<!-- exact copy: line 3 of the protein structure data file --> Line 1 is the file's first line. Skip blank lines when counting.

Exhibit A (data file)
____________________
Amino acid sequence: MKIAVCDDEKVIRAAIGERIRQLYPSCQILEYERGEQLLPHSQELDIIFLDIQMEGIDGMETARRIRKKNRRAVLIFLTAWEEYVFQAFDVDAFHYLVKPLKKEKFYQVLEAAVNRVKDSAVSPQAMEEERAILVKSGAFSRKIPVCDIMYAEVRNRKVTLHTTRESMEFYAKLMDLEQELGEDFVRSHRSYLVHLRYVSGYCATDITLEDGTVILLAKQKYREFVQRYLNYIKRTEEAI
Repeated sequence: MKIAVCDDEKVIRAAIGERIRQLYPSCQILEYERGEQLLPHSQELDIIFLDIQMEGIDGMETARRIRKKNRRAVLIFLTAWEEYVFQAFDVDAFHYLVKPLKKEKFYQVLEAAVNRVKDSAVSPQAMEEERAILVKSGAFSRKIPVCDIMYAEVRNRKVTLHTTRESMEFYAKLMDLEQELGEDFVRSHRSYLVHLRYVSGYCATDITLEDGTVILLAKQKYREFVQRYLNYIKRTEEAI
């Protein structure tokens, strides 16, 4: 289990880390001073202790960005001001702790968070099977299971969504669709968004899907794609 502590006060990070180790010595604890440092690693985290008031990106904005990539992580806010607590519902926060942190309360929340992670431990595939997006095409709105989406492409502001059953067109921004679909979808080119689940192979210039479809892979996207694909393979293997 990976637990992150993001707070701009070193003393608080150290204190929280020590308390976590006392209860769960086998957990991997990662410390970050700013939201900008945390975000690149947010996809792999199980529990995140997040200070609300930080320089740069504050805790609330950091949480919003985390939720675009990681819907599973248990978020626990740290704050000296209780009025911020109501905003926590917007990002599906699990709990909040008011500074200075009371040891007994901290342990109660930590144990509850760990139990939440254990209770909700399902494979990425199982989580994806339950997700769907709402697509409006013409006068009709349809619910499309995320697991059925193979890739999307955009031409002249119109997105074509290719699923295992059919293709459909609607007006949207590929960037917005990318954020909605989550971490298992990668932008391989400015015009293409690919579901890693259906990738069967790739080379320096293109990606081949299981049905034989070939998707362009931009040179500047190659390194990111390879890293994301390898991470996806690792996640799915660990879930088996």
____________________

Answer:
């Protein structure tokens, strides 16, 4: 289990880390001073202790960005001001702790968070099977299971969504669709968004899907794609 502590006060990070180790010595604890440092690693985290008031990106904005990539992580806010607590519902926060942190309360929340992670431990595939997006095409709105989406492409502001059953067109921004679909979808080119689940192979210039479809892979996207694909393979293997 990976637990992150993001707070701009070193003393608080150290204190929280020590308390976590006392209860769960086998957990991997990662410390970050700013939201900008945390975000690149947010996809792999199980529990995140997040200070609300930080320089740069504050805790609330950091949480919003985390939720675009990681819907599973248990978020626990740290704050000296209780009025911020109501905003926590917007990002599906699990709990909040008011500074200075009371040891007994901290342990109660930590144990509850760990139990939440254990209770909700399902494979990425199982989580994806339950997700769907709402697509409006013409006068009709349809619910499309995320697991059925193979890739999307955009031409002249119109997105074509290719699923295992059919293709459909609607007006949207590929960037917005990318954020909605989550971490298992990668932008391989400015015009293409690919579901890693259906990738069967790739080379320096293109990606081949299981049905034989070939998707362009931009040179500047190659390194990111390879890293994301390898991470996806690792996640799915660990879930088996």